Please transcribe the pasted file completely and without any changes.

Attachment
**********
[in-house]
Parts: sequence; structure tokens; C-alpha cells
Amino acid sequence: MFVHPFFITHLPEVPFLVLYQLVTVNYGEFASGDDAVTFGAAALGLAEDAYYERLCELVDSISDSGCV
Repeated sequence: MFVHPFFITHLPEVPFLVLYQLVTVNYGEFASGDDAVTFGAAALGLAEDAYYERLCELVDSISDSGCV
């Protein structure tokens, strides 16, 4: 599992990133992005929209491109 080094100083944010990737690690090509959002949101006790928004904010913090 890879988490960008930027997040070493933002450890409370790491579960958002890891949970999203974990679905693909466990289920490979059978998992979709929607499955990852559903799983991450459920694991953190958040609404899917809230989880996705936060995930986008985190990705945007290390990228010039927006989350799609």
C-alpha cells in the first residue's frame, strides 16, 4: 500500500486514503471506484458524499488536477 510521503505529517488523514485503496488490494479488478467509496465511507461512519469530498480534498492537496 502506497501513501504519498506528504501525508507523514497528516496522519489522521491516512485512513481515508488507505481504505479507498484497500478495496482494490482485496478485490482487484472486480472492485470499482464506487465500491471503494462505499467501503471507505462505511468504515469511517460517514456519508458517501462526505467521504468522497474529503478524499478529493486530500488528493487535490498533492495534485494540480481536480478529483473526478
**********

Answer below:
[in-house]
Parts: sequence; structure tokens; C-alpha cells
Amino acid sequence: MFVHPFFITHLPEVPFLVLYQLVTVNYGEFASGDDAVTFGAAALGLAEDAYYERLCELVDSISDSGCV
Repeated sequence: MFVHPFFITHLPEVPFLVLYQLVTVNYGEFASGDDAVTFGAAALGLAEDAYYERLCELVDSISDSGCV
């Protein structure tokens, strides 16, 4: 599992990133992005929209491109 080094100083944010990737690690090509959002949101006790928004904010913090 890879988490960008930027997040070493933002450890409370790491579960958002890891949970999203974990679905693909466990289920490979059978998992979709929607499955990852559903799983991450459920694991953190958040609404899917809230989880996705936060995930986008985190990705945007290390990228010039927006989350799609």
C-alpha cells in the first residue's frame, strides 16, 4: 500500500486514503471506484458524499488536477 510521503505529517488523514485503496488490494479488478467509496465511507461512519469530498480534498492537496 502506497501513501504519498506528504501525508507523514497528516496522519489522521491516512485512513481515508488507505481504505479507498484497500478495496482494490482485496478485490482487484472486480472492485470499482464506487465500491471503494462505499467501503471507505462505511468504515469511517460517514456519508458517501462526505467521504468522497474529503478524499478529493486530500488528493487535490498533492495534485494540480481536480478529483473526478